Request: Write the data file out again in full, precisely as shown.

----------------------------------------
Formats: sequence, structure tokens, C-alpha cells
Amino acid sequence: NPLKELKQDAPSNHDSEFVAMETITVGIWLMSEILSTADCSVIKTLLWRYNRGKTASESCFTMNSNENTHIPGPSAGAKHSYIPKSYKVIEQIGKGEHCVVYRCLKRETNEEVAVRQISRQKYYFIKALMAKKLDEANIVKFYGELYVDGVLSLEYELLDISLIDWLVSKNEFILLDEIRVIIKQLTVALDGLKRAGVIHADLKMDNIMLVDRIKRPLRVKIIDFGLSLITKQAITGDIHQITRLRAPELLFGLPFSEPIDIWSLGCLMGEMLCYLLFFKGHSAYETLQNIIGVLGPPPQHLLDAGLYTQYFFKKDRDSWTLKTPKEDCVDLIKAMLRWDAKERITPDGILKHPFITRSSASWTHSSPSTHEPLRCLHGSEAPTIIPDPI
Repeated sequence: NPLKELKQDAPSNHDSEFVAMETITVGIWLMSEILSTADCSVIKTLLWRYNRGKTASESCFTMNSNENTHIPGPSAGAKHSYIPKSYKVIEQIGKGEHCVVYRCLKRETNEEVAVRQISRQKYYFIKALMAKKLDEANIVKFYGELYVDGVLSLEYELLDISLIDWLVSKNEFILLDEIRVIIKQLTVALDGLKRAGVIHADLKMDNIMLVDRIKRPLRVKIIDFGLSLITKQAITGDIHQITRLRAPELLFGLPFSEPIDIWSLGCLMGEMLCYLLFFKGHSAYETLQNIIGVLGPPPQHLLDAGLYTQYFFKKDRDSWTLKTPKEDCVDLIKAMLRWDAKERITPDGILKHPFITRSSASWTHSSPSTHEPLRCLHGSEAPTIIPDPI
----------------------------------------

Formats: sequence, structure tokens, C-alpha cells
Amino acid sequence: NPLKELKQDAPSNHDSEFVAMETITVGIWLMSEILSTADCSVIKTLLWRYNRGKTASESCFTMNSNENTHIPGPSAGAKHSYIPKSYKVIEQIGKGEHCVVYRCLKRETNEEVAVRQISRQKYYFIKALMAKKLDEANIVKFYGELYVDGVLSLEYELLDISLIDWLVSKNEFILLDEIRVIIKQLTVALDGLKRAGVIHADLKMDNIMLVDRIKRPLRVKIIDFGLSLITKQAITGDIHQITRLRAPELLFGLPFSEPIDIWSLGCLMGEMLCYLLFFKGHSAYETLQNIIGVLGPPPQHLLDAGLYTQYFFKKDRDSWTLKTPKEDCVDLIKAMLRWDAKERITPDGILKHPFITRSSASWTHSSPSTHEPLRCLHGSEAPTIIPDPI
Repeated sequence: NPLKELKQDAPSNHDSEFVAMETITVGIWLMSEILSTADCSVIKTLLWRYNRGKTASESCFTMNSNENTHIPGPSAGAKHSYIPKSYKVIEQIGKGEHCVVYRCLKRETNEEVAVRQISRQKYYFIKALMAKKLDEANIVKFYGELYVDGVLSLEYELLDISLIDWLVSKNEFILLDEIRVIIKQLTVALDGLKRAGVIHADLKMDNIMLVDRIKRPLRVKIIDFGLSLITKQAITGDIHQITRLRAPELLFGLPFSEPIDIWSLGCLMGEMLCYLLFFKGHSAYETLQNIIGVLGPPPQHLLDAGLYTQYFFKKDRDSWTLKTPKEDCVDLIKAMLRWDAKERITPDGILKHPFITRSSASWTHSSPSTHEPLRCLHGSEAPTIIPDPI